By David Mardiste
TALLINN (Reuters) - The European Central Bank should explore the option of large-scale asset purchases and have such a tool ready to use if needed, ECB policymaker Ardo Hansson said on Wednesday.
Hansson joined a chorus of ECB policymakers who have said this week that the bank could still do more to support the euro zone economy after announcing a package of measures at its June meeting to avert the threat of deflation.
The Estonian central bank governor said he was "cautious" about printing money to buy assets, a policy known as quantitative easing or QE, but that the ECB should ensure it is technically ready to use such a tool.
"I think we should be exploring those options and actually have those options on the shelf for possible use," Hansson told reporters when asked about QE.
"We have introduced quite a substantial package of measures already, so what I think is more important regarding possible future measures is that we advance their technical preparation should they be needed."
Not all ECB policymakers share Hansson's view. The head of Germany's powerful and hawkish Bundesbank, Jens Weidmann, said late last week it would be absurd to start talking about new measures before assessing the impact of last week's actions.
The ECB cut interest rates to new record lows and launched a package of measures to stimulate lending to the small and medium-sized companies that are the euro zone's backbone. Speaking afterwards, ECB President Mario Draghi said the central bank was not done yet and could act again if needed.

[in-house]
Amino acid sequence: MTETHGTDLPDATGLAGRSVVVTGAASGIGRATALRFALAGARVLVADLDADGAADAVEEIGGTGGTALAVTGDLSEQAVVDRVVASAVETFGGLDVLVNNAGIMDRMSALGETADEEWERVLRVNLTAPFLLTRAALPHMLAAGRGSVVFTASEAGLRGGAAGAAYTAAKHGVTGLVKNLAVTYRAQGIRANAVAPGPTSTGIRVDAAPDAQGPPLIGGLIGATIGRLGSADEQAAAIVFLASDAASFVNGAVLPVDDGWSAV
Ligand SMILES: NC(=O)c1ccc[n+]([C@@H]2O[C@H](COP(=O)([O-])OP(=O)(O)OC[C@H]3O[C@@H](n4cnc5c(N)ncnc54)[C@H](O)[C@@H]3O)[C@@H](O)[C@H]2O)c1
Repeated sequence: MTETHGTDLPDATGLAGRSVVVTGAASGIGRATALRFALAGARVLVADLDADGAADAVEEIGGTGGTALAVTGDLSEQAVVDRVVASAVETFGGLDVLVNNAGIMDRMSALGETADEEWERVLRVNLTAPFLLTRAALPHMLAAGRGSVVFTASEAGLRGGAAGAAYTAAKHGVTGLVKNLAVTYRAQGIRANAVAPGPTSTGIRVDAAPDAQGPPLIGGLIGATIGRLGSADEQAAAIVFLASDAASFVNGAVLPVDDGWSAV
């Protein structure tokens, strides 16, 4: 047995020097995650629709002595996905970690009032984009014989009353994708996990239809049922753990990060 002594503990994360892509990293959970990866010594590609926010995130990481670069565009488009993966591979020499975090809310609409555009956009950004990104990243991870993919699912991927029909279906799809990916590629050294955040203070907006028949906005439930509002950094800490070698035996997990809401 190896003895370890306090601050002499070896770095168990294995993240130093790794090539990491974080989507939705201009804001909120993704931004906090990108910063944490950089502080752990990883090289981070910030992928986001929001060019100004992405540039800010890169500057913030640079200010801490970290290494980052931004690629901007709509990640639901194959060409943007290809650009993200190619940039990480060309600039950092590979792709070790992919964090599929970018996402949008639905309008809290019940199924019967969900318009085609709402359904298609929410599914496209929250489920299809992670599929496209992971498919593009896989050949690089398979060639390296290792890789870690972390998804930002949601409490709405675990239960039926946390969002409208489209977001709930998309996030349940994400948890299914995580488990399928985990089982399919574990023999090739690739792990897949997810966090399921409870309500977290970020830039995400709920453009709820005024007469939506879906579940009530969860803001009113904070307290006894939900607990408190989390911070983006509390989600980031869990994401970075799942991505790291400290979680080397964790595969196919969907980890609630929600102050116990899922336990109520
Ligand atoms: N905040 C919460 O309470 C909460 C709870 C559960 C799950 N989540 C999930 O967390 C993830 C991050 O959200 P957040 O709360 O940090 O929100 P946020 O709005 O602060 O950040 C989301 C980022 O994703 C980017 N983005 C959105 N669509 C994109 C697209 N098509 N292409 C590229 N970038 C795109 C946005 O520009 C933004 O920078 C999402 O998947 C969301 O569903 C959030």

A QE program like those already employed by the U.S., British and Japanese central banks could potentially be the ECB's most powerful tool to avert a Japanese-style deflationary spiral of falling prices, slowing consumption and growth.
But with euro zone government bond yields already at record lows, the impact such large-scale purchases of euro zone debt would have is questionable. Draghi has said the euro zone economy's reliance on bank lending rather than capital markets might also mean such a program would have a different impact than in the United States.
"Right now we already see the type of assets that might be purchased are already relatively high. So I think at this stage I would be cautious about using those type of channels," Hansson said.
(Reporting by David Mardiste; Writing by Eva Taylor; Editing by Catherine Evans)